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Published: Monday 27th October 2014 by The News Editor
David Cameron has said Britain will “never forget those who made the ultimate sacrifice” as UK combat troops brought their campaign in Afghanistan to an end.
UK forces handed Camp Bastion in Helmand province over to Afghan officials, concluding their bloodiest chapter in the 13-year conflict with a poignant ceremony.
British and American troops stood side by side as the Union flag and the Stars and Stripes were lowered at the base for the last time.
The Prime Minister tweeted: “I made a commitment that I would get our Armed Forces out of Afghanistan by 2015 and today sees the end of combat operations in the country.
“We will always remember the courage of those who served in Afghanistan on our behalf and never forget those who made the ultimate sacrifice.”
But former deputy prime minister Lord Prescott, who was in the Cabinet that sent British troops to Afghanistan, questioned whether the results “justified the heavy loss of lives”.
Writing in the Daily Mirror, he said he “gratefully welcomed” the return home of service personnel.
“Their bravery, determination and grace under fire cannot be underestimated. It came at too heavy a cost – 453 servicemen and women losing their lives,” the peer wrote.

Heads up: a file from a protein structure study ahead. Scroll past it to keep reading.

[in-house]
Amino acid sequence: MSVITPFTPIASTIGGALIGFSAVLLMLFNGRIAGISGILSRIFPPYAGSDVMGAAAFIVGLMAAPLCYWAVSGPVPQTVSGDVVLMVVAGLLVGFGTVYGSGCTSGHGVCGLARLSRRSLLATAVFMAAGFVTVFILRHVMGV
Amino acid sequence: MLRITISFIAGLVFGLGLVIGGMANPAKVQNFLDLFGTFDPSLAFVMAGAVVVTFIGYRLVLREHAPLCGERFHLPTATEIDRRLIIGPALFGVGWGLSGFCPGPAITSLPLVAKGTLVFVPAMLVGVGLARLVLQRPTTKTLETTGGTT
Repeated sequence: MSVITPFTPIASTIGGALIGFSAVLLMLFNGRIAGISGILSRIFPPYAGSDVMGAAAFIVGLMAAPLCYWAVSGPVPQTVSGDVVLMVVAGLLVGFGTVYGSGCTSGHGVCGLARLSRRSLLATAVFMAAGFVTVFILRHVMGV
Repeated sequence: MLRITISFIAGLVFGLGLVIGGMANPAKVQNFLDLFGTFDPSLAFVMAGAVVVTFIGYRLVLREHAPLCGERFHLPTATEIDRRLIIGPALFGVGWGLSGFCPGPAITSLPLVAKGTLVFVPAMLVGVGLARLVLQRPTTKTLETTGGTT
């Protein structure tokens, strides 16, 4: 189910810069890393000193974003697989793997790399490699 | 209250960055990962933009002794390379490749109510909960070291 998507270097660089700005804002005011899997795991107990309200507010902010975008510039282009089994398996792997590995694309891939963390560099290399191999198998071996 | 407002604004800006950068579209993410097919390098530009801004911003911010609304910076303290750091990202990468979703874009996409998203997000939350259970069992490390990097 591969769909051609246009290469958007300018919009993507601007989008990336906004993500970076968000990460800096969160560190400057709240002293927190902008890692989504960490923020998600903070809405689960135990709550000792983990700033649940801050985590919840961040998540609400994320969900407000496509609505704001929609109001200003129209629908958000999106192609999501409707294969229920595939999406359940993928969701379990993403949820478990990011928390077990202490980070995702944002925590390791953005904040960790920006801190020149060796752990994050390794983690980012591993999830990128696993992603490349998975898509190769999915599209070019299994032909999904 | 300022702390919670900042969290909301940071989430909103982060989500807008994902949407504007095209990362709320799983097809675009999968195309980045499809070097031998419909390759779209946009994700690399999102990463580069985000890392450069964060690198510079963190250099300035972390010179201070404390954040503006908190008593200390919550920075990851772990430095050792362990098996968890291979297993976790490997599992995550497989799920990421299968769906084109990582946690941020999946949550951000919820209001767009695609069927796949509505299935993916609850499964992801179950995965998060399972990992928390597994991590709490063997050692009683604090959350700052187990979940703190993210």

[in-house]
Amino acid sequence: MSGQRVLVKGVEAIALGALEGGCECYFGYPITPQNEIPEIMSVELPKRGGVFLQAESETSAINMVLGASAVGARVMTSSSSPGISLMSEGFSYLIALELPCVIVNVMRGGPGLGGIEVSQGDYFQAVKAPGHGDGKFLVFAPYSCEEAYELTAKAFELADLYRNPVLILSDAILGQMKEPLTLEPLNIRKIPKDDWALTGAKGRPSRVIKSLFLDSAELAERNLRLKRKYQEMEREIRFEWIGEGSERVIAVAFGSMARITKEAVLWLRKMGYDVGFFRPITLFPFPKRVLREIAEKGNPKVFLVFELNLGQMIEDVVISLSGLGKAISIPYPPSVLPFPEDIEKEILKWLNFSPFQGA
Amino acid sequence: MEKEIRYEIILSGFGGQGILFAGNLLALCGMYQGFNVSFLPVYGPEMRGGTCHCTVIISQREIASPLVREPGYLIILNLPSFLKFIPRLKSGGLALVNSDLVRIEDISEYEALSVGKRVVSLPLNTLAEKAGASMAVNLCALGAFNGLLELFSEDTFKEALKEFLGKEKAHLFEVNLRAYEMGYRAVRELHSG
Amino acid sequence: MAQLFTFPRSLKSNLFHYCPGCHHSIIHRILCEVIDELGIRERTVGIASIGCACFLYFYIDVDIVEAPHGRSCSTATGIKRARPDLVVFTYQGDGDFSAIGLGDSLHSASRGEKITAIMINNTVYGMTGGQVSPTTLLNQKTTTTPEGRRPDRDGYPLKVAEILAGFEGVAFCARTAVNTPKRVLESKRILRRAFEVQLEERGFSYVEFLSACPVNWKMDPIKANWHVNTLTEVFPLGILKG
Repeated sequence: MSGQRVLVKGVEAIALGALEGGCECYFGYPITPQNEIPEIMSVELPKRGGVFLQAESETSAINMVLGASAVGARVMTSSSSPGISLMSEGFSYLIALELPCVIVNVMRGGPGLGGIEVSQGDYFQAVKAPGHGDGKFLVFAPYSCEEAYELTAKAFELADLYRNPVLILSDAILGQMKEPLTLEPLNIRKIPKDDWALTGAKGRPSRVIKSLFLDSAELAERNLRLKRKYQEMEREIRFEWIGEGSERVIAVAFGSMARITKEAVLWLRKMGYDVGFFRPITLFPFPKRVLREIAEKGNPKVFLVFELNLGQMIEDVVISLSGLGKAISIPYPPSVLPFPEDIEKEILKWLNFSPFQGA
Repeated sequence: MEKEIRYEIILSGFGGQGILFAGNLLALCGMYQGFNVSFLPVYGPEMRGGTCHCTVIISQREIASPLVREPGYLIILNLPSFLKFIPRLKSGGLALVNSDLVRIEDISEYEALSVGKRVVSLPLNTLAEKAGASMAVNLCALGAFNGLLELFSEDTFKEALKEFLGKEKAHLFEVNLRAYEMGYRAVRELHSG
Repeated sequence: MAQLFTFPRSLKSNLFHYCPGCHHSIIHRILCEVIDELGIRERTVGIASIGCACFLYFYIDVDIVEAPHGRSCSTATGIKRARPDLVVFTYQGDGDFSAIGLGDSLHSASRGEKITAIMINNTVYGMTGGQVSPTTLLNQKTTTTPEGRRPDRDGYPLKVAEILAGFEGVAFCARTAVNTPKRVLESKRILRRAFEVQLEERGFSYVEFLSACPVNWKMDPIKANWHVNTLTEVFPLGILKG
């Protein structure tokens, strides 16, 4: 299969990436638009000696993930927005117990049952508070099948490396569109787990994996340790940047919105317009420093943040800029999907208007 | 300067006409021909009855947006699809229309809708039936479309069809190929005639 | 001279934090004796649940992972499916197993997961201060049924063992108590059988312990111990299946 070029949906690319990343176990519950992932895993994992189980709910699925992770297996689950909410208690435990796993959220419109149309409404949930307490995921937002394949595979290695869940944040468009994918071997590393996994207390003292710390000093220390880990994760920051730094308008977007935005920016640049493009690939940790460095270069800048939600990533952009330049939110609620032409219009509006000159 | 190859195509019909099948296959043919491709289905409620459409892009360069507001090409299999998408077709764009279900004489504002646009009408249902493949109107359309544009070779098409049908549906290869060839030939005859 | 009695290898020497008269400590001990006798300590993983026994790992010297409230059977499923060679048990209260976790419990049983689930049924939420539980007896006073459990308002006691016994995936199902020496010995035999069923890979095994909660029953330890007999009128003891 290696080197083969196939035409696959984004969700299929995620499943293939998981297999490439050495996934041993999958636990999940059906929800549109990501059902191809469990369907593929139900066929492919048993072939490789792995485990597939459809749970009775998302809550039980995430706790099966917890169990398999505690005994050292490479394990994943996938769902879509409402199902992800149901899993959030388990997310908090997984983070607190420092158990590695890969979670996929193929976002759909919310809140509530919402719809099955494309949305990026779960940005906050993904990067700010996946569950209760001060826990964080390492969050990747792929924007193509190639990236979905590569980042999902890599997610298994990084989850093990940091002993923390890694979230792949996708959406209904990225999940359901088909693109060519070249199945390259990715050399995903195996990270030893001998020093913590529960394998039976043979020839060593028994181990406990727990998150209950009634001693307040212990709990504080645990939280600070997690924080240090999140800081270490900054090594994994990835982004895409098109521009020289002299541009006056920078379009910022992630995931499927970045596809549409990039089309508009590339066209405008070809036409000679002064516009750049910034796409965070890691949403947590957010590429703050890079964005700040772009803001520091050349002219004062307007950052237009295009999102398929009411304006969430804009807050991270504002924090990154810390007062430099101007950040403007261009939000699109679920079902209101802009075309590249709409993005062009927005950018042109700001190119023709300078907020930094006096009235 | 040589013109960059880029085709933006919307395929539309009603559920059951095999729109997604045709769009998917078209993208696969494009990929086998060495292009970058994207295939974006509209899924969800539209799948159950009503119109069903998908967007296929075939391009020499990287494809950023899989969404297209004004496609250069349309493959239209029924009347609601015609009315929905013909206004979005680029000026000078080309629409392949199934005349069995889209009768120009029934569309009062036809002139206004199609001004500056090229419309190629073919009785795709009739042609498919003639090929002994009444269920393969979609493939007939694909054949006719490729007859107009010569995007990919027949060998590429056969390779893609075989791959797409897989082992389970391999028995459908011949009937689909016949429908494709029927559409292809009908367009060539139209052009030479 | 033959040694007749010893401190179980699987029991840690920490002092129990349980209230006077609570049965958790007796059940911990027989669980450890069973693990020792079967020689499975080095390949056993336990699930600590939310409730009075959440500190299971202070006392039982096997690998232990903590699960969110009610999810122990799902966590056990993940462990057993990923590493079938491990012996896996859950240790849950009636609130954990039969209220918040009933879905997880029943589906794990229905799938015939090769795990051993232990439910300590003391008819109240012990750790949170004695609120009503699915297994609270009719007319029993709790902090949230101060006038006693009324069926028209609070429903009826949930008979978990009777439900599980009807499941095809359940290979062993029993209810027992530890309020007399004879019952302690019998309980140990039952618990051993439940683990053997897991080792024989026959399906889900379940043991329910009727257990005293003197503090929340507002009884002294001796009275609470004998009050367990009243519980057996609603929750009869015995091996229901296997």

“I respect the thousands of gallant men and women who went to Afghanistan and Iraq to save lives and restore peace. But they teach us that being the world’s policeman carries a heavy price and does not justify the heavy loss of lives.”
And ex-foreign secretary Jack Straw admitted he regretted the mission to destroy the country’s opium trade, which has risen to produce around 90% of the world’s supply.
He told the Times: “I do regret that. it was very much a diversion. You have got to make a choice about which front you fight on.
“We had no option but to take military action in the autumn of 2001. It was a war of necessity. Although as with any other military action things didn’t work out quite as planned or as intended and we have been caught up in the fog of war, but Afghanistan is a better place on many metrics, including education of women.”
Earlier, Labour leader Ed Miliband tweeted: “The handover of Camp Bastion is a time to remember those who have served Britain so courageously in Afghanistan over the last decade.”
Defence Secretary Michael Fallon said the campaign had given Afghanistan the best possible chance of a stable future, but later admitted that there was “no guarantee” that it would remain safe.
Speaking on the BBC’s Andrew Marr Show, he said: “We have denied Afghanistan as a safe haven for terrorism and terrorist atrocities that could take place in Britain and western Europe.
“To that extent the mission has been accomplished in Afghanistan but there is no guarantee that Afghanistan is going to be stable and safe.
“What we are saying to you is that we have given Afghanistan the best possible chance of a safer future, primarily through the sacrifice of our own troops and other Nato troops in building up the Afghan army itself.”
The UK is preparing to withdraw combat personnel entirely from Afghanistan by the end of the year and is next expected to hand over a base in Kandahar, the country’s second largest city.